When the clock strikes 3 p.m. and a salty-sweet craving hits hard, don’t blame your stomach. The urge to splurge is coming from a different body part. “Everything we feel and every behavior we engage in—including what and how much we choose to eat—are the results of brain activity,” says neuroscientist Stephan J. Guyenet, PhD, author of The Hungry Brain ($28; amazon.com). His book is one of several new weight-loss guides that harness the power of the mind to rewire old habits. The approach is catching on in the wellness world as experts focus less on strict diets and more on creating healthy behaviors around food, which is ultimately a better way to get slim and stay that way. Read on for seven techniques to outsmart your cravings.
You know that classic diet advice “Everything in moderation”? Well, it may be failing you, says Robb Wolf, author of Wired to Eat ($27; amazon.com). For starters, it’s an ambiguous concept; research shows we tend to have varying definitions of “moderate” portions. What’s more, some people are better than others at stopping after a few bites of an indulgence, says Wolf, a former research biochemist who has provided nutrition counseling for NASA and the U.S. Marine Corps.
In his book, he advises readers to consider whether they’re a “moderator” or an “abstainer” (a concept he borrowed from habit expert Gretchen Rubin). Moderators feel satisfied after enjoying a small amount of a favorite treat (say, one oatmeal cookie), and that helps them stay on track. But for abstainers, a taste of their so-called trigger foods can send them off the rails. (In other words, if they have one cookie, they’ll inhale the entire sleeve.) So it’s ideal for abstainers to give up trigger foods entirely. Wolf suggests getting them out of the house ASAP. And soon, thanks to your evolving neurocircuitry, you’ll likely crave those foods less.
Fact: Being critical of your belly (or any other body part) isn’t going to help you get healthier. “There’s this misconception that weight-shaming yourself will create motivation for positive change,” says psychotherapist Eliza Kingsford, author of Brain-Powered Weight Loss($27; amazon.com). But that kind of thinking will only keep you stuck.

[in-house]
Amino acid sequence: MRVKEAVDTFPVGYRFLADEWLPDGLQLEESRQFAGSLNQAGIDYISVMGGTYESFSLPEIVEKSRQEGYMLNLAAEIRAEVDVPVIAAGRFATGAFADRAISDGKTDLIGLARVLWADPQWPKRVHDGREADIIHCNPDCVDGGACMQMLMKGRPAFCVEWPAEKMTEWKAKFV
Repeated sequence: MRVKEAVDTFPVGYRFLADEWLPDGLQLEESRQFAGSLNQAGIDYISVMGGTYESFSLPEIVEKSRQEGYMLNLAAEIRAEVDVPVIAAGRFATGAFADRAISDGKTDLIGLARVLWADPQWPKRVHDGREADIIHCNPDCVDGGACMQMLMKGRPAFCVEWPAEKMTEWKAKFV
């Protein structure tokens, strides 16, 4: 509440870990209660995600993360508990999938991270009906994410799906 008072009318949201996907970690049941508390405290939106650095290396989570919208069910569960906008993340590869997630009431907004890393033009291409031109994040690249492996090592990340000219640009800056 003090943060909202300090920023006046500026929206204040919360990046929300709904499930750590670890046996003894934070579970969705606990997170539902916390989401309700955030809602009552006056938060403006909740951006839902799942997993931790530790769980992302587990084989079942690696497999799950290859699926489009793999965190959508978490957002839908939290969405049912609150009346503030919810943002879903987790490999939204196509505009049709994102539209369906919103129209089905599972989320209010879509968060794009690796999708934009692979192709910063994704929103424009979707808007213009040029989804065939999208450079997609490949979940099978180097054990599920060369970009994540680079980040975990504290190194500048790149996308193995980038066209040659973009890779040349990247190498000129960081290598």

We tend to follow a think-feel-do pattern, she explains. Say you have a negative thought—like “My waist will never be as tiny as that model’s waist.” It will make you feel sad or hopeless, and then you’re more likely to stress-eat or take a might-as-well binge attitude toward food. The trick is to reframe your negative thoughts before they upset you, says Kingsford. One easy way? Tack on a self-compliment. For example: “She looks great, and so do I.”
You tend to stop eating when you experience a satiated feeling. That’s obvious. What’s maybe not so obvious: You can feel full faster by eating the right foods, says Guyenet, whose research focuses on the neurobiology of obesity. Foods high in protein (like meat, eggs, and seafood) and fiber (such as fruits, beans, and vegetables) provide more satiety per calorie than foods high in sugar, salt, and simple carbs (including fro yo, pizza, and loaded nachos). That means when you choose roasted chickpeas over barbecue chips, for example, you eat less before your brain signals to your belly that your current energy need has been satisfied.
After a long week of disciplined eating, a cheat day sounds mighty tempting. But “rewarding” yourself with a boozy brunch or a trip to Krispy Kreme can backfire. “Planning a cheat day creates this anticipatory pleasure and ritual around unhealthy foods,” says Wolf, which reinforces the idea that your weekday diet is a form of punishment. As a result, your brain often craves junk food even more. “I think it’s better if indulgent moments pop up organically, like if a friend has a party and you decide to enjoy the cake,” says Wolf. His suggested rule of thumb: If you’re eating 21 meals a week, two can be off-plan.
Also known as sensory-specific satiety, this phenomenon explains why you overeat when you have many options to choose from. It’s also why you always have room for dessert (no matter how much you ate for dinner). The neuroscience at work: When we get tired of one flavor—and can’t possibly eat another bite—we may still desire another flavor simply because it’s different. If you’re at a catered buffet or a tapas restaurant, Guyenet suggests choosing three foods that satisfy three different flavor cravings (for example, salty, sour, and bitter). You’ll probably feel just as full on fewer calories. To preempt a dessert craving, order a side of fruit or a salad dressed with a sweet vinaigrette.
The beauty of cravings? They always go away eventually, whether you indulge them or not. If you’re struggling to resist the pint of mint chocolate chip in your freezer, for instance, Kingsford recommends asking yourself this series of questions: Is my body actually hungry for this food? Am I craving it out of habit? Or am I just looking for a distraction from boredom, stress, or some other unpleasant emotion?
Once you understand what’s really going on, you can make an informed decision. If you have a jones to eat because you’re worried or frustrated, some fresh air might help more than a sugar rush. If you decide you really do want the ice cream, ask yourself if you need a whole bowl or if a few spoonfuls would be enough to hit the spot.
“Our biggest problem is that we often act on impulse,” says Kingsford. “So the first thing to do is slow down and be mindful. The more you flex that muscle, the easier it gets to surf those urges.”